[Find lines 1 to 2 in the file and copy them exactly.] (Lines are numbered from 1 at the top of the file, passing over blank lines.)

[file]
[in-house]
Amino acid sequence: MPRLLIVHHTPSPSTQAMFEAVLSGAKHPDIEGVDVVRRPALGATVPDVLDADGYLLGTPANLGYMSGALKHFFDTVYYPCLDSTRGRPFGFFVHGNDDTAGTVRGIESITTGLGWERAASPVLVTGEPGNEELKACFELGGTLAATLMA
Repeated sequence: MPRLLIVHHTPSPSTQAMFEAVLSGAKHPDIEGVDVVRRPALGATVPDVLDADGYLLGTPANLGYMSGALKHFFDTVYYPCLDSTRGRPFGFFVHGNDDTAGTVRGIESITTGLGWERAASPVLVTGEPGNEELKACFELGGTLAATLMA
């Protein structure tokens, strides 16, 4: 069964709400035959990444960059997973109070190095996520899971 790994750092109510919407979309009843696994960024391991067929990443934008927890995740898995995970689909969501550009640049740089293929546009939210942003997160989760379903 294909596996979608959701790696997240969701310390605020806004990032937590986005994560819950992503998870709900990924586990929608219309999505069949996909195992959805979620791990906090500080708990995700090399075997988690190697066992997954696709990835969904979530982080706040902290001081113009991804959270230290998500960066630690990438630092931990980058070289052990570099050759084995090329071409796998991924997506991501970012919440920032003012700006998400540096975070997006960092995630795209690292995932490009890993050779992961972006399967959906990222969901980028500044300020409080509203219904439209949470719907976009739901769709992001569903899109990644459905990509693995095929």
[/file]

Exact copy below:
[in-house]
Amino acid sequence: MPRLLIVHHTPSPSTQAMFEAVLSGAKHPDIEGVDVVRRPALGATVPDVLDADGYLLGTPANLGYMSGALKHFFDTVYYPCLDSTRGRPFGFFVHGNDDTAGTVRGIESITTGLGWERAASPVLVTGEPGNEELKACFELGGTLAATLMA